Little Debbie's Dad to sell Ooltewah mansion

Saturday, September 15, 2012


The Metropolitan National Bank, 425 W. Capitol Ave., in downtown Little Rock. The signs on the bank window read: "Closed due to robbery."

ABOUT THE HOUSEWhere: OoltewahSales price: $3.79 millionSize: 14,362 square feet on three levelsLot size: 4.28 acresBedrooms: 8Bathrooms: 8.5Garage: 5-carSpecial features: Train, dock, safe room, open floor planSellers: Ellsworth McKee and Sharon McKeeContact: Paula McDaniel - 899-5943Source: Prudential Realty Center

Ellsworth McKee grasped the frayed length of rope and pulled it first to the left, then to the right, then back to the left again. As he rang the bell of his personal steam engine, he smiled.

McKee, 79, always liked trains. But until his retirement, he had little time for Amtrak.

The son of McKee Foods' founder O.D. McKee busied himself for years with the sale of Little Debbie snacks, growing the Collegedale-based company into a $1 billion-plus behemoth.

To enjoy the feeling of cross-country rail travel without leaving home, he decided to install his own train at his $3.79 million, 4.28-acre Ooltewah estate.

"This was all farmland when I got here," McKee said, waving his arm at the golf course and neighborhood in the distance.

The house and grounds, which are for sale, include a coal-burning steam engine that travels along 800 feet of track. As the steam engine loops around the property, it passes through a tunnel, stops at a mini-station and fills its boiler at a real water tower.

"It takes about an hour to get it heated up and another hour afterward to get it cleaned out," he said.

The small train is modeled on The General, the steam engine involved in The Great Locomotive Chase in northern Georgia. During the chase, a group of Union Army volunteers commandeered the locomotive and fled north to Chattanooga.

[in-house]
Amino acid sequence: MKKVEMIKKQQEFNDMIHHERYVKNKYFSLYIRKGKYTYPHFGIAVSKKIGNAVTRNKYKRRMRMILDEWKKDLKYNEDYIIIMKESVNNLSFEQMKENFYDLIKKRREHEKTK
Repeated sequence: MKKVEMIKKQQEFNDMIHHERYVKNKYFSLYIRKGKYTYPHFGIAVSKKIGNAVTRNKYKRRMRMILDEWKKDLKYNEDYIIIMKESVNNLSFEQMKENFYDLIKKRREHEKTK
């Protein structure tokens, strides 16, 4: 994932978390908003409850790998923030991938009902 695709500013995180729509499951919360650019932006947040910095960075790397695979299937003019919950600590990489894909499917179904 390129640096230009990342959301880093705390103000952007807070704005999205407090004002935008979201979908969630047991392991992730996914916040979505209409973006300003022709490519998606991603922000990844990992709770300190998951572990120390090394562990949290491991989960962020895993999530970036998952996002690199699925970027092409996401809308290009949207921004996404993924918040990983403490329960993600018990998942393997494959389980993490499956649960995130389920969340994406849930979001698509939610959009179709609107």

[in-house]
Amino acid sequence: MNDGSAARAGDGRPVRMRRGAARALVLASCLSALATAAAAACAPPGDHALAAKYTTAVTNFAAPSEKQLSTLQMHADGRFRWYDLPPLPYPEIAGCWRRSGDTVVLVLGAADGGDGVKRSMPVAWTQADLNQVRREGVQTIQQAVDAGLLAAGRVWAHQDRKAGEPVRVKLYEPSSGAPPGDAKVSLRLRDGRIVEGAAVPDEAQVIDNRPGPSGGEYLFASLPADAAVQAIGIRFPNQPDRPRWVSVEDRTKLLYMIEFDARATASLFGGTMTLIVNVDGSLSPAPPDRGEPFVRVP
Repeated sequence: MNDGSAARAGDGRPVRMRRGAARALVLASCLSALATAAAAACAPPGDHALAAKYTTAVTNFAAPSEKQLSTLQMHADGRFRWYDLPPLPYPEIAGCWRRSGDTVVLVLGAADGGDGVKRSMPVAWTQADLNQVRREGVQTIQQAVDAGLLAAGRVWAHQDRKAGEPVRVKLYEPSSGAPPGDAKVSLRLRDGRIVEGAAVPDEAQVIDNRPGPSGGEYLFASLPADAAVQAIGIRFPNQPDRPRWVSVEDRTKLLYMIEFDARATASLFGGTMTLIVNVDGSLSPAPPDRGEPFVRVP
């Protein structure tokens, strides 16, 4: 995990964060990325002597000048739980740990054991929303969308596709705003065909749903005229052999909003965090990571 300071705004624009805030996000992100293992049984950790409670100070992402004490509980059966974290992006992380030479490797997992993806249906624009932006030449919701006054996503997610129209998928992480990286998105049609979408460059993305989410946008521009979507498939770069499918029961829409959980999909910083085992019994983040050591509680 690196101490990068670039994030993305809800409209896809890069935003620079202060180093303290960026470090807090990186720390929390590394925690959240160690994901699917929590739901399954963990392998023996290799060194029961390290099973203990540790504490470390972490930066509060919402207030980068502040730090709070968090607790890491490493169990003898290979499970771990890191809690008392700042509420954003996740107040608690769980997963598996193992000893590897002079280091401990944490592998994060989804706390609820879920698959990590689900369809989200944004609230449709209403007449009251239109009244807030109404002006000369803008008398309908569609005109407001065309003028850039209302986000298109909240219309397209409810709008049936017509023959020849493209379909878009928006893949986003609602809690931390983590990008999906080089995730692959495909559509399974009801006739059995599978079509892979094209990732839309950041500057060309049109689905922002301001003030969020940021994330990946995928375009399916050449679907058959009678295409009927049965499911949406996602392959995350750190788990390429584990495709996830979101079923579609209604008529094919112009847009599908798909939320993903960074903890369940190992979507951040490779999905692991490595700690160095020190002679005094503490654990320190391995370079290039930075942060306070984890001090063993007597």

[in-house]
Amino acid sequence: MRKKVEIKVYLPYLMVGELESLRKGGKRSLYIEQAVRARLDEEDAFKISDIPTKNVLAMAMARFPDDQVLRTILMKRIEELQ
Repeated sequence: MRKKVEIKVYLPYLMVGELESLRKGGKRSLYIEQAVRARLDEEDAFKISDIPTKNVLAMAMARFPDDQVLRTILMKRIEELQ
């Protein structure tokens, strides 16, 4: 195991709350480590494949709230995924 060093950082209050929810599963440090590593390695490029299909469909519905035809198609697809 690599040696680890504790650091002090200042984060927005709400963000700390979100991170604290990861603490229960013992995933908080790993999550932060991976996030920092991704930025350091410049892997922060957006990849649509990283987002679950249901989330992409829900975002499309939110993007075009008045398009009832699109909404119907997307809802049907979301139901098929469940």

Though the saboteurs didn't make it to the Scenic City, the story has inspired generations of train aficionados.

McKee, like many fans of the iron horse, always dreamed of opening the throttle of his own locomotive, listening to the chuff chuff of the steam-driven pistons as the wind whipped through his hair.

The playset is a child's dream, but few children have used it, as evidenced by the lack of scuff marks or broken fixtures in the miniature train station.

"When we were planning the house, we had four kids at home," he said. "When we finished it in 1991, they had moved out."

Today, his privately-held company employs some 5,800 workers, producing more than 160 types of snacks for the North America market. McKee is semi-retired now, serving as company chairman.

His daughter, Debbie, was the model for the company's well-known Little Debbie trademark. The original photo of Debbie still hangs in the family's domed conservancy.

But after more than 20 years in the house, it's time to downsize, McKee said. He wants something that's easier to maintain.

On Thursday, a dusting of grass clippings clung to the shoulders of his white button-down shirt as he stood near his train tracks. He still keeps up with the work at the 14,000-square-foot home, though he's not enjoying it as much as he used to.

"When about half of your friends have moved into retirement homes, it's time to move on," he said.